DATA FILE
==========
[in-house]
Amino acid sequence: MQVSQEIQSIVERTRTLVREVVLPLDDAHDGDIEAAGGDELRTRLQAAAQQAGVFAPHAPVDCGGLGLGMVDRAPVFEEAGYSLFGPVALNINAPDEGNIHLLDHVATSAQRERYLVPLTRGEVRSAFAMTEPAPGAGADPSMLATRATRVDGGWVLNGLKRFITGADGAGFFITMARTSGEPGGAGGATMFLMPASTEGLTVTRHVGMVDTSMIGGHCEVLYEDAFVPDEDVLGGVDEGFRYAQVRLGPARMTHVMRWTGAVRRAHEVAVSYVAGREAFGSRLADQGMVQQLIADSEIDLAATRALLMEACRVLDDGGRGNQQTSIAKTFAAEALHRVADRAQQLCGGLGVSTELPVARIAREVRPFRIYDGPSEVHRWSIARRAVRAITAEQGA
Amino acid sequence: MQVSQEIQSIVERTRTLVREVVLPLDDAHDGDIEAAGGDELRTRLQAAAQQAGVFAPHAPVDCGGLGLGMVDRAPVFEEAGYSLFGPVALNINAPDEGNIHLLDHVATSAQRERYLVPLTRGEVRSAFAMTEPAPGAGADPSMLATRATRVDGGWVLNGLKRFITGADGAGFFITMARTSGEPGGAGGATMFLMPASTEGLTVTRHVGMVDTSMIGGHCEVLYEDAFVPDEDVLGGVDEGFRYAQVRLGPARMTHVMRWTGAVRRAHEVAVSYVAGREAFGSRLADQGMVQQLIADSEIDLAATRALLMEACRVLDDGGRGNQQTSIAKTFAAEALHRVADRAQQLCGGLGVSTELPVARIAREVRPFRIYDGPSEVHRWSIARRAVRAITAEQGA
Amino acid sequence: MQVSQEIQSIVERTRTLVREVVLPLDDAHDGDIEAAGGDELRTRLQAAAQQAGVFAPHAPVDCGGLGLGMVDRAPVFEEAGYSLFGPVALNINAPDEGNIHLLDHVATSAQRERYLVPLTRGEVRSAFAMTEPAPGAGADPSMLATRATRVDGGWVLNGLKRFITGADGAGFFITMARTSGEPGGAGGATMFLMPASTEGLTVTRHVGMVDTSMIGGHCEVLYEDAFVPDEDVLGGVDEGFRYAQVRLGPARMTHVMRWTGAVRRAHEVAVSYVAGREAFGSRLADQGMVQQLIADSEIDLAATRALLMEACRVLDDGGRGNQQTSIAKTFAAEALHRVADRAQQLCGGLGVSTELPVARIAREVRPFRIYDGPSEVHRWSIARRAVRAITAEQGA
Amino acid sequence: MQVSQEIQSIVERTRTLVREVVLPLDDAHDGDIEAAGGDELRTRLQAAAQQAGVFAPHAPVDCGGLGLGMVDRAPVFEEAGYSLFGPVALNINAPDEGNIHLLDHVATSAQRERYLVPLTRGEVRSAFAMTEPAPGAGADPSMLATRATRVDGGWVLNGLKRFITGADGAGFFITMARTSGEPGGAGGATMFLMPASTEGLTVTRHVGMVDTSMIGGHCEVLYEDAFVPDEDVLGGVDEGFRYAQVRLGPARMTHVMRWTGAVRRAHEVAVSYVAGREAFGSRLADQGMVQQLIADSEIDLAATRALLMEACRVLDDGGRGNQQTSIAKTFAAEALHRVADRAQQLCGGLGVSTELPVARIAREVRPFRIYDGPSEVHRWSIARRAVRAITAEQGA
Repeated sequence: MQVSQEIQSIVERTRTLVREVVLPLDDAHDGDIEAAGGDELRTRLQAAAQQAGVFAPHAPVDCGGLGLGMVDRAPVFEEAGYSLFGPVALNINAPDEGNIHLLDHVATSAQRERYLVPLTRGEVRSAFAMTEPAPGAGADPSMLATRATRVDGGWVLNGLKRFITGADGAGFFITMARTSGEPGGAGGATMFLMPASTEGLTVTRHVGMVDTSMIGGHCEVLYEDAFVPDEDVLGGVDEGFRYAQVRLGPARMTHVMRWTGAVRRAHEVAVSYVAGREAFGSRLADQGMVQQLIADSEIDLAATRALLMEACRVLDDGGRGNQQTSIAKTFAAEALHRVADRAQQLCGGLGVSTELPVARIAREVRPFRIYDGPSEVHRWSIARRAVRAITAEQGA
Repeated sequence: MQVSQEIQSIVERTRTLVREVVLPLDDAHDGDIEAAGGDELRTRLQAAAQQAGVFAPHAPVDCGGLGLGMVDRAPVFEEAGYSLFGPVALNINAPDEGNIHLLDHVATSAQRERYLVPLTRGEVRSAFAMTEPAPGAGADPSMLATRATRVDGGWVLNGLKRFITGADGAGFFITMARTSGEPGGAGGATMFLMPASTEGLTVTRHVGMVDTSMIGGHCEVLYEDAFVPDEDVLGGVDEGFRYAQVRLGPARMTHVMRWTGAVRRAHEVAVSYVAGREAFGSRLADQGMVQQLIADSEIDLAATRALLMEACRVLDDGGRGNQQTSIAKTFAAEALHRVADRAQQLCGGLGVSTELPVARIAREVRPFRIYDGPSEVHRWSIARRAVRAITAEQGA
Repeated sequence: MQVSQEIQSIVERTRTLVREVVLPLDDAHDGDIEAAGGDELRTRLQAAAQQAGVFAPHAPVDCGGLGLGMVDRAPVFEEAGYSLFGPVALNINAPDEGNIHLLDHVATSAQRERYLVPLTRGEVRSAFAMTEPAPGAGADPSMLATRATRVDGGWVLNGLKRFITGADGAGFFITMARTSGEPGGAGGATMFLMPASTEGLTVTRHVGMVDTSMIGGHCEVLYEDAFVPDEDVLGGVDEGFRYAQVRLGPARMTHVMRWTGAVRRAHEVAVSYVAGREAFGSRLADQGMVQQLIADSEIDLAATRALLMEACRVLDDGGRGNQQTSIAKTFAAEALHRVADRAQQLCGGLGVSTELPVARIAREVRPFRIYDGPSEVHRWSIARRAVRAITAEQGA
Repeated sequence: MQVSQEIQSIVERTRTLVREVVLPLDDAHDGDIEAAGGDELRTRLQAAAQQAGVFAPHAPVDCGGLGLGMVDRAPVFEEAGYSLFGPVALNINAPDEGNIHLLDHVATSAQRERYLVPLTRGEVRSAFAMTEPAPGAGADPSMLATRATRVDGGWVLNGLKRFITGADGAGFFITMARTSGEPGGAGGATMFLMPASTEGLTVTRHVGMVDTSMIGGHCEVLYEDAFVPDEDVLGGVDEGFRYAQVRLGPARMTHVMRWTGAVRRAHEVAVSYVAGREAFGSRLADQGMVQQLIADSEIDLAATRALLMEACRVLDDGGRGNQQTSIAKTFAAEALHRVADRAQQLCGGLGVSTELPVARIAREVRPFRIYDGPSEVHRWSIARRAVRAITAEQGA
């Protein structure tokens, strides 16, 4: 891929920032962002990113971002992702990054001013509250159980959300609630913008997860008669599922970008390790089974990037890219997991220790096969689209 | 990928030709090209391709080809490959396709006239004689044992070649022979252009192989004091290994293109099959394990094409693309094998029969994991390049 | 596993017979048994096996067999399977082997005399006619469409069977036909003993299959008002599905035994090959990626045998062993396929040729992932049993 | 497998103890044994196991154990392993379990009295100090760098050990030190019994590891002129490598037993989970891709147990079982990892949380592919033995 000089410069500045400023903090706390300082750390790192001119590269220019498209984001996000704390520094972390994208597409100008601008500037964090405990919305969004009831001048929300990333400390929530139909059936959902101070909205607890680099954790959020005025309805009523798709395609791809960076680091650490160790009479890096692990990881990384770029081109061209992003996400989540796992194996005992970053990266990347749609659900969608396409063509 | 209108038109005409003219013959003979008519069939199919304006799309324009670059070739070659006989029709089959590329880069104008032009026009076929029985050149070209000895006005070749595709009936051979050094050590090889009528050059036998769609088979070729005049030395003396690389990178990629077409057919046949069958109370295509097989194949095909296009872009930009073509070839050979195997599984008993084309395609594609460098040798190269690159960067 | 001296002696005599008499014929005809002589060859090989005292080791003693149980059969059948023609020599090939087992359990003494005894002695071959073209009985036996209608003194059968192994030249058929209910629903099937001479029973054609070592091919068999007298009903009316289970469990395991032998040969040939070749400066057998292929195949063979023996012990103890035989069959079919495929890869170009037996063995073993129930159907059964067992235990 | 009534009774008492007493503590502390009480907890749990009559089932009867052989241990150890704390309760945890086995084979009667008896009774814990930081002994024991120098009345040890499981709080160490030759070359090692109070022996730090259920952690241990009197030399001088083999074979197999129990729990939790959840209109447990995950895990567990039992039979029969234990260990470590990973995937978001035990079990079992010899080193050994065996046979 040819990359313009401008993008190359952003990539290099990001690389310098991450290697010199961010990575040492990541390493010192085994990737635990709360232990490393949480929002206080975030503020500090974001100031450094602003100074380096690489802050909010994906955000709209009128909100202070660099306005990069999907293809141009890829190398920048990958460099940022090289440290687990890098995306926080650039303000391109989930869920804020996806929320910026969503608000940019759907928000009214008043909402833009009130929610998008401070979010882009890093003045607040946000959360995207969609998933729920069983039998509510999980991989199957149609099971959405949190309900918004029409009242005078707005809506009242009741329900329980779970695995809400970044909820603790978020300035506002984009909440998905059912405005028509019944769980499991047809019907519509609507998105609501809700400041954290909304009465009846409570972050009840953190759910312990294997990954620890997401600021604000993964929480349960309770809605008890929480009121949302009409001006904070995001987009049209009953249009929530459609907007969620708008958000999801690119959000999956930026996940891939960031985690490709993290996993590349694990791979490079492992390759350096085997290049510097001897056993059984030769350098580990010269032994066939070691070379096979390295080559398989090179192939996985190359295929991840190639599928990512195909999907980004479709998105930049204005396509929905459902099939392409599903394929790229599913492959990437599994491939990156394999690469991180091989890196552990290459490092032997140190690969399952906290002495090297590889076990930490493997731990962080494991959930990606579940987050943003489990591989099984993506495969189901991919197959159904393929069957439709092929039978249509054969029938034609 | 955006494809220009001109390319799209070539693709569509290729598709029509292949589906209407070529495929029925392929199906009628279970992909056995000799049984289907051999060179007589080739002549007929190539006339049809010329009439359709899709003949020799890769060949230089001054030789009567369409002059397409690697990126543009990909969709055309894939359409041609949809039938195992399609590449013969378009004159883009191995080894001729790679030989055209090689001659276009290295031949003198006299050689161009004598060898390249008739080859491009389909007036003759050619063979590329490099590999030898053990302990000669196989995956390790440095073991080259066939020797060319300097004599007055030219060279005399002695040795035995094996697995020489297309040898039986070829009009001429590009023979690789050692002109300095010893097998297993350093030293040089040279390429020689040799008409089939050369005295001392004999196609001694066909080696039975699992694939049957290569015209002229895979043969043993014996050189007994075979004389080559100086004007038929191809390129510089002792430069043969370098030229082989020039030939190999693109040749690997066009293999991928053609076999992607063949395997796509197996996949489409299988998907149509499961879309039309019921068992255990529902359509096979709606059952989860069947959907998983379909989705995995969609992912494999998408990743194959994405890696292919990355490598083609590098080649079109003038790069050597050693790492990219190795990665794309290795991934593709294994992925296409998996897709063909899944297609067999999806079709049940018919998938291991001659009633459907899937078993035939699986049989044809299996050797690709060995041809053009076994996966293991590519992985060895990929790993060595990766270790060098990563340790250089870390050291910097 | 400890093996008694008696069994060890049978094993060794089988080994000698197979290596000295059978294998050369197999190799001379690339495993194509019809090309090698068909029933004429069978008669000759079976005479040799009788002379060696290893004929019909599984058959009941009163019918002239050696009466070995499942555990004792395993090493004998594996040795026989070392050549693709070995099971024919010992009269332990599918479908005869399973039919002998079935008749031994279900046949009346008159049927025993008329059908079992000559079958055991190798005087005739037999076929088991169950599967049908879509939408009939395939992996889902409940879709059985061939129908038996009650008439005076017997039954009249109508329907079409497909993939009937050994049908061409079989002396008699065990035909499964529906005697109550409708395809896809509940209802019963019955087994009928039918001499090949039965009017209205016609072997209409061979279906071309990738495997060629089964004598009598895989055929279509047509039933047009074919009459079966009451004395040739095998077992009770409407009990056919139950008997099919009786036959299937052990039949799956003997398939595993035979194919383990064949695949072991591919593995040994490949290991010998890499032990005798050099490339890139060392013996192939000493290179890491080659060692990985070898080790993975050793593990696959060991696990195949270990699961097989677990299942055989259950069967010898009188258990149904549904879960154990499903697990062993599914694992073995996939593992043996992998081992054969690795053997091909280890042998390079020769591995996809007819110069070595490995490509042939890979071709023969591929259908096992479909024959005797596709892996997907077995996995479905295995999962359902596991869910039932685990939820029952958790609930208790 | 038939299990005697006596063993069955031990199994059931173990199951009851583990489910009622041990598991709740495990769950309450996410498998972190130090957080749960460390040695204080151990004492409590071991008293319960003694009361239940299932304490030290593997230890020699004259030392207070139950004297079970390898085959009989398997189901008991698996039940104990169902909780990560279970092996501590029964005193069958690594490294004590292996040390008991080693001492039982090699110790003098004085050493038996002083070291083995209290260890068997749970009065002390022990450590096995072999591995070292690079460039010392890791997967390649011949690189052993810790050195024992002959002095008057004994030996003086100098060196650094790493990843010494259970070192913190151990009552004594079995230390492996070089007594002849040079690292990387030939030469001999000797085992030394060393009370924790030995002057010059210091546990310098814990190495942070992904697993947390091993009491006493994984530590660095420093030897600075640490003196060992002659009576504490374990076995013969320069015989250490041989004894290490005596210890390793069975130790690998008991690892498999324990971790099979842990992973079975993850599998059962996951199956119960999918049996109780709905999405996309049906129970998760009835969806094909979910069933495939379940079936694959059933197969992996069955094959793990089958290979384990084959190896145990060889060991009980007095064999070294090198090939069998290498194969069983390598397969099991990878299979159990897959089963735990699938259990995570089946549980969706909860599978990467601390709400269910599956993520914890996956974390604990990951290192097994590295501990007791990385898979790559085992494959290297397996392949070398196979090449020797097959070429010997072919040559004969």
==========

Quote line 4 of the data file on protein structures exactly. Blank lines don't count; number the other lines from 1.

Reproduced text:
Amino acid sequence: MQVSQEIQSIVERTRTLVREVVLPLDDAHDGDIEAAGGDELRTRLQAAAQQAGVFAPHAPVDCGGLGLGMVDRAPVFEEAGYSLFGPVALNINAPDEGNIHLLDHVATSAQRERYLVPLTRGEVRSAFAMTEPAPGAGADPSMLATRATRVDGGWVLNGLKRFITGADGAGFFITMARTSGEPGGAGGATMFLMPASTEGLTVTRHVGMVDTSMIGGHCEVLYEDAFVPDEDVLGGVDEGFRYAQVRLGPARMTHVMRWTGAVRRAHEVAVSYVAGREAFGSRLADQGMVQQLIADSEIDLAATRALLMEACRVLDDGGRGNQQTSIAKTFAAEALHRVADRAQQLCGGLGVSTELPVARIAREVRPFRIYDGPSEVHRWSIARRAVRAITAEQGA